Danilo Di Luca (Katusha) intends to remain in the cycling world once he calls a halt to his career. Despite riding the Giro d’Italia in a low-key manner, his ambitions as a rider are far from over, and he plans to ride the Vuelta a España at a higher level than the Giro.
“Yes, I have thought of what to do after my cycling career,” Di Luca told Cyclingnews on the start line of stage 19 of the Giro d’Italia in Bergamo. “In any case, I want to remain in the world of cycling. I’m already a bike manufacturer.”
At last year’s Eurobike in Friedrichshafen, the winner of the 2007 Giro d’Italia launched his own bike brand named Kyklos, a Greek word that means “cycle” with a political sense. In his town of Pescara, he is said to have invested two million euro in the 400 square metre bike shop he opened after using his knowledge as a designer – a job for which he studied – and as an architect – his brother’s profession.
While many observers can easily imagine Di Luca in the role of directeur sportif as he is an expert when it comes to reading the race in advance and analysing facts and figures in the bunch, he sees his future slightly differently: “It’s true that I’d like to have my own team but I don’t want to become a directeur sportif, I see myself in the role of team manager.”
Di Luca started bringing sponsors into professional cycling by making the connection for Farnese Vini – a wine producer from his region of Abbruzzo – to become a co-sponsor of LPR, his team in 2009, and later of Lampre, the team that he was rumoured to join for the 2010 season until he got banned.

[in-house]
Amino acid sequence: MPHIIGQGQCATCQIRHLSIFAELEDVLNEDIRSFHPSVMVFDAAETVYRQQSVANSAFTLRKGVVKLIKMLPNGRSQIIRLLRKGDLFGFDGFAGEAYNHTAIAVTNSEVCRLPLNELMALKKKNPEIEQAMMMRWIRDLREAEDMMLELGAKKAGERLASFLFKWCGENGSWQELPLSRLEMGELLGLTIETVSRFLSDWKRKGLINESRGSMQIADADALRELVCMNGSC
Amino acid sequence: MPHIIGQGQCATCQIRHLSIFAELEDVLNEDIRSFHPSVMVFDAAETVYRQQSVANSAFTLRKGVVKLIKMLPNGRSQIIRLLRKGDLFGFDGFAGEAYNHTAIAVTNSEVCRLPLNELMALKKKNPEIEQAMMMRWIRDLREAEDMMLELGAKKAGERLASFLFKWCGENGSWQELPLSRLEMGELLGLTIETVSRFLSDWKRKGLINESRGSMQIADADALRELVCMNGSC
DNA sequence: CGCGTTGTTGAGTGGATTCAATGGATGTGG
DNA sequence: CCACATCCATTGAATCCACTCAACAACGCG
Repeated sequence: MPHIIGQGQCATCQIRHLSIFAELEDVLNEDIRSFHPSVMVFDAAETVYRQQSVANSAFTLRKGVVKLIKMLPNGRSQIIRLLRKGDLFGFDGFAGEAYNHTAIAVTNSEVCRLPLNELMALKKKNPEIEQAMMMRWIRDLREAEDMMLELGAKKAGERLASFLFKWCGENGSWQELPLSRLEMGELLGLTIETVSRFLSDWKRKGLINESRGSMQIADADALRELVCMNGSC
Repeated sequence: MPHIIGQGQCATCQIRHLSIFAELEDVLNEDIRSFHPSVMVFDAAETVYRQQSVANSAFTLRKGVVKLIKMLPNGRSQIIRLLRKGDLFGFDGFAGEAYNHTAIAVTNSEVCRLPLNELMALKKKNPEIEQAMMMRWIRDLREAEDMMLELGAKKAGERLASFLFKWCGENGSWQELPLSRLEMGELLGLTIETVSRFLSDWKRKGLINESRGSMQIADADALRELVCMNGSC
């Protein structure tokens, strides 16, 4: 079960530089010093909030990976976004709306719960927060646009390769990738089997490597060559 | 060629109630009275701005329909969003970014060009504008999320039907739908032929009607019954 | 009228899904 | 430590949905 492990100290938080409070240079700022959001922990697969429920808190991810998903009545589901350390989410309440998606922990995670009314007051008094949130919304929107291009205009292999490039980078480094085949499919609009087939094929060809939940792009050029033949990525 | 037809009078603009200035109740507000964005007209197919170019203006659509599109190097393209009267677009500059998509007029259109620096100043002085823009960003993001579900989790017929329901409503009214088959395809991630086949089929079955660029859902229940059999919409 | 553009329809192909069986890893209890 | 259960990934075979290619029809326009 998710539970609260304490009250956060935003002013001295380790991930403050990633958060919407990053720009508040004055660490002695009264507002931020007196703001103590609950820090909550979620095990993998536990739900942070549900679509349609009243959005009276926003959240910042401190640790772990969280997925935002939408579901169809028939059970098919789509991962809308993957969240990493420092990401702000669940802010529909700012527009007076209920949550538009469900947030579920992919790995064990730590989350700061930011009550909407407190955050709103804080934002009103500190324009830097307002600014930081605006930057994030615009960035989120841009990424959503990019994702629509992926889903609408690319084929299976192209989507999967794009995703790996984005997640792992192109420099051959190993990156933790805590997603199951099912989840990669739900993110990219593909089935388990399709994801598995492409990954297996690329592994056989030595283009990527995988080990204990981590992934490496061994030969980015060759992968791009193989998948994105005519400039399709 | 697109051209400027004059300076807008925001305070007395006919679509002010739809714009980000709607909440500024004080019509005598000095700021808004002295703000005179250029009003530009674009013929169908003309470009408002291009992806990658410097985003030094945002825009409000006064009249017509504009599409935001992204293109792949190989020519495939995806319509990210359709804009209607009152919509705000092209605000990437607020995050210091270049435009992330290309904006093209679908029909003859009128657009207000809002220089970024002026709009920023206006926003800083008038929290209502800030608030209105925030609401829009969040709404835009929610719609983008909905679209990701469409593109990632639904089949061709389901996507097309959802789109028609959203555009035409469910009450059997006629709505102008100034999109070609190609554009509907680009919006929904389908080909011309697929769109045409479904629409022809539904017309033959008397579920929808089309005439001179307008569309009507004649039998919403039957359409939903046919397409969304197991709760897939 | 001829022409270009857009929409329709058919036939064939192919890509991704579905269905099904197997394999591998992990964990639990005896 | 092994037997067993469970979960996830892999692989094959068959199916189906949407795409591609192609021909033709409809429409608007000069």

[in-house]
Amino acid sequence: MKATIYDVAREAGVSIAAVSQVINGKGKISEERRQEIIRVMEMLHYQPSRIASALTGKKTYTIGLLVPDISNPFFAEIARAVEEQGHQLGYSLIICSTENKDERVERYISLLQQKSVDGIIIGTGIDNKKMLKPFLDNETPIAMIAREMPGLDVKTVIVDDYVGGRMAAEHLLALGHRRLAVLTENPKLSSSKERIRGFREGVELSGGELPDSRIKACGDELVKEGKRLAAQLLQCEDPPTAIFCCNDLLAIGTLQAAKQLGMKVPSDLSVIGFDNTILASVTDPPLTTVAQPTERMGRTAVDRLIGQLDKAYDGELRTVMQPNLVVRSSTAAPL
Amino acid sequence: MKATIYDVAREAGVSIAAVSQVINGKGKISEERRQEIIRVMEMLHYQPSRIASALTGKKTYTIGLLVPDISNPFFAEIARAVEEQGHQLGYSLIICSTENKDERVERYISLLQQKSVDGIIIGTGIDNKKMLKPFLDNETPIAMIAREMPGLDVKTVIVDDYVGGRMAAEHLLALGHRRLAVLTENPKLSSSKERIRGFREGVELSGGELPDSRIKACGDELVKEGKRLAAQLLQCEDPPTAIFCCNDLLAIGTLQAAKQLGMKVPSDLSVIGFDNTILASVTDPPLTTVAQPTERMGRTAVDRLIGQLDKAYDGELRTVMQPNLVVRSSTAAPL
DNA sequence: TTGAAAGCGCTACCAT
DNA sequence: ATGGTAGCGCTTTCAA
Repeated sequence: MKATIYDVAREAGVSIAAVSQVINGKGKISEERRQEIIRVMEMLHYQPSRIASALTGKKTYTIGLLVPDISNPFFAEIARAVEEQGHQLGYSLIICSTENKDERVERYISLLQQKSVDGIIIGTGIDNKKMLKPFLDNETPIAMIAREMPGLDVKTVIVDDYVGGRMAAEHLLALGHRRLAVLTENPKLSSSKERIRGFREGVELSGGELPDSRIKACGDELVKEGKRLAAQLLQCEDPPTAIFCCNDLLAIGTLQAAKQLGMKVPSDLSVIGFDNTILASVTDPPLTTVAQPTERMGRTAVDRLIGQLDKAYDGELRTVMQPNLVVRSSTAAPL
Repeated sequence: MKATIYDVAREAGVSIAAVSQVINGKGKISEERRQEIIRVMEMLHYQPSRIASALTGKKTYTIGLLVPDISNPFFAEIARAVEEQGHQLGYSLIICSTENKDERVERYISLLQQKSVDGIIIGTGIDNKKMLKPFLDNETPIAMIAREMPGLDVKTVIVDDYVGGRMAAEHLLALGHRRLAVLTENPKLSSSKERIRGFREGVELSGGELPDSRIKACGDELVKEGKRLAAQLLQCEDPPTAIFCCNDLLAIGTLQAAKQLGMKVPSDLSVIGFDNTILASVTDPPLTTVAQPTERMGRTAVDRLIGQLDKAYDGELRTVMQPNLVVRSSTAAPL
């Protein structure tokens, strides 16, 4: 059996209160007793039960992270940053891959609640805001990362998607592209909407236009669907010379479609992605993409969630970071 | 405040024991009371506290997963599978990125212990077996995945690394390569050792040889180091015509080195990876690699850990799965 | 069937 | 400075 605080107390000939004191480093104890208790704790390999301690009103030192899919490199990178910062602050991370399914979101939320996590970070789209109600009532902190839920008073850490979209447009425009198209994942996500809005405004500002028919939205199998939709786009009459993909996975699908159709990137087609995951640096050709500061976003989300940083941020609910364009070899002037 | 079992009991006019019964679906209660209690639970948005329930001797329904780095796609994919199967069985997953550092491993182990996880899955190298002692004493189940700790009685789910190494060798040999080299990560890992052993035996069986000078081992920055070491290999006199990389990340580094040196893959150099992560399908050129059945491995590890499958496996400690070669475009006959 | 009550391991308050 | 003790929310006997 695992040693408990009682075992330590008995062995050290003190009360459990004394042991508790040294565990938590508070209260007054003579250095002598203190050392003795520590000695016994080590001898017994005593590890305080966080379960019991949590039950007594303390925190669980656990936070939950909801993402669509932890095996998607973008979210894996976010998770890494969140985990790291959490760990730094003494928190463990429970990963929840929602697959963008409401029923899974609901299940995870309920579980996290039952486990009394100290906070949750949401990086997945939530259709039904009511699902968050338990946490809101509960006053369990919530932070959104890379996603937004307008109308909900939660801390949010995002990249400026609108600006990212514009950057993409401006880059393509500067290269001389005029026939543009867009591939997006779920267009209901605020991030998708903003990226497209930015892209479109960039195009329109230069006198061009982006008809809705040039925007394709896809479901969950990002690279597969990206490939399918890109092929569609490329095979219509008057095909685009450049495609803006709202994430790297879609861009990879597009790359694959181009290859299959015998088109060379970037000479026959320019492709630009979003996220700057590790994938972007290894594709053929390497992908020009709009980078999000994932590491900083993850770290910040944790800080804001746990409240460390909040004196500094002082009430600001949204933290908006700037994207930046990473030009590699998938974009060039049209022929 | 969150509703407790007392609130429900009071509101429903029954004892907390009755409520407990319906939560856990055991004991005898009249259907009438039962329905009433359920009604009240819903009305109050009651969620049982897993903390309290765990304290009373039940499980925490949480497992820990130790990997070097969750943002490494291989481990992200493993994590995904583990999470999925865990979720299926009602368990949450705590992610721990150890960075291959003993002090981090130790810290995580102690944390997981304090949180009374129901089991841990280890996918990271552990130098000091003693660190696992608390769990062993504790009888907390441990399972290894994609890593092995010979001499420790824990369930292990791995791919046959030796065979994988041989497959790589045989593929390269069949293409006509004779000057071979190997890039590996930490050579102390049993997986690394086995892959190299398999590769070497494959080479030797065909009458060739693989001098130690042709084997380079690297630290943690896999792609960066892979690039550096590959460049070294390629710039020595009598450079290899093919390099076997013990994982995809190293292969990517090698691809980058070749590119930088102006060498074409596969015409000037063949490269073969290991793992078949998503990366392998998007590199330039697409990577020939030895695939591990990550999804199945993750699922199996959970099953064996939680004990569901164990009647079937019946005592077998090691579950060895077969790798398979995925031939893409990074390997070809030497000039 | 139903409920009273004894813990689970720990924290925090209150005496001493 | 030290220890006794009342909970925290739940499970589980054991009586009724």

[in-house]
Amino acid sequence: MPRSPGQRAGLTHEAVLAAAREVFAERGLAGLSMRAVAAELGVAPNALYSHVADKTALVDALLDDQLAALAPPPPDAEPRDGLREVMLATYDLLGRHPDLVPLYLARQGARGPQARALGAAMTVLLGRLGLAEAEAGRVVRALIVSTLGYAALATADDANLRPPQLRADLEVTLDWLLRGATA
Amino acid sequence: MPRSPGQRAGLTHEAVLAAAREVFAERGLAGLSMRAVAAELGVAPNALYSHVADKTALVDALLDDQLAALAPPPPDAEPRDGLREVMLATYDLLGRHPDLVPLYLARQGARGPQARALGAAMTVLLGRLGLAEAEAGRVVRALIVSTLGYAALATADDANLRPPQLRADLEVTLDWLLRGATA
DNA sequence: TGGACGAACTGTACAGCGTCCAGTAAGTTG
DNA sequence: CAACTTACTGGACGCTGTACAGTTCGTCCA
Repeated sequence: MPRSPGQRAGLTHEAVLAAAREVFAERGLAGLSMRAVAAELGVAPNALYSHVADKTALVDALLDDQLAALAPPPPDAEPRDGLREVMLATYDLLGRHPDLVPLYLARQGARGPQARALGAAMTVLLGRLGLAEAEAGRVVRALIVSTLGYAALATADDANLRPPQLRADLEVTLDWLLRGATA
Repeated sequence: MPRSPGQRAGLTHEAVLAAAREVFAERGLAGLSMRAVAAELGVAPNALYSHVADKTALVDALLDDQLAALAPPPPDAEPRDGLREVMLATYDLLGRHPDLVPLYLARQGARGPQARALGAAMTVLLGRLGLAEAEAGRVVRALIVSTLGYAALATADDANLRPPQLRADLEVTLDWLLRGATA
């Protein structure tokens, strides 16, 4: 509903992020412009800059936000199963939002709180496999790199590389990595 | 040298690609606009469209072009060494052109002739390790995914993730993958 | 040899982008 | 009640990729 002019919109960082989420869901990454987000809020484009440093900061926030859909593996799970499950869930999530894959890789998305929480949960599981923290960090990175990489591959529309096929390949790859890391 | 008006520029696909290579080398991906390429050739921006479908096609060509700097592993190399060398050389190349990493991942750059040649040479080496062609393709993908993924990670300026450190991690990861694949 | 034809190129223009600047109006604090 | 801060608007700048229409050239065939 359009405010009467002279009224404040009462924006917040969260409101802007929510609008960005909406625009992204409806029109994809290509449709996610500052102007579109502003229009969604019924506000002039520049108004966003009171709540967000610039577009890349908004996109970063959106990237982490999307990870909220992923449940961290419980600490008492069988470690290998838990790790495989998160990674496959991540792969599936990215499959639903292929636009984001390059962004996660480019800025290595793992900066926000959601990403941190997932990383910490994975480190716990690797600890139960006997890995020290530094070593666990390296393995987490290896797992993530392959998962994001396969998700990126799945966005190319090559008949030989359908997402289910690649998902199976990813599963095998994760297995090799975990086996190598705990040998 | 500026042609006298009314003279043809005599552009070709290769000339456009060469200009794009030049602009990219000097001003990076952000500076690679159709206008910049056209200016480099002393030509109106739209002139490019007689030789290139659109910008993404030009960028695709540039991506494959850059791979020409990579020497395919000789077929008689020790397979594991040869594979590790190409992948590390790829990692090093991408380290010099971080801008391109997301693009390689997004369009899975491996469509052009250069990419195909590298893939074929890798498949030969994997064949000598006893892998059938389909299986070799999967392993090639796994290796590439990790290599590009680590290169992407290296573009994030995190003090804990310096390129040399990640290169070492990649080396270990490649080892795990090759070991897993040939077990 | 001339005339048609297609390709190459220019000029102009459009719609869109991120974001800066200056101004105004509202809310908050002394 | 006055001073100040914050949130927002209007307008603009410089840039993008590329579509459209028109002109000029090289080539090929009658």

Farnese Vini is now the title sponsor of the team managed by Angelo Citracca and directed by Luca Scinto, who has picked as one of his assistants multiple Giro d’Italia stage winner Stefano Giuliani, who is Di Luca’s father-in-law.
“I haven’t completely decided when I’ll quit racing but I intend to ride for another three or four years,” Di Luca told Cyclingnews. He made his comeback at the Giro as a lieutenant for Joaquim Rodriguez, who hasn’t performed as well as he wanted but remains in contention for a top ten overall in Milan.
“I keep riding better and better every day,” said Di Luca, who warned at the beginning of the race that he was only at 80% of the level he had when he contested the Giro for the win.
“I might have done too many efforts at the beginning of the Giro but as I said before, the Vuelta is my main goal for this year,” he said. “But it’s too early to figure out if I’ll be able to ride for GC or not.”
Di Luca is trying to follow the path of Ivan Basso, with a discreet comeback and graduated ambitions and he was very active at the head of the bunch during stage 19 when Katusha decided to race the pace a notch before the uphill finish of Mucagnaga.
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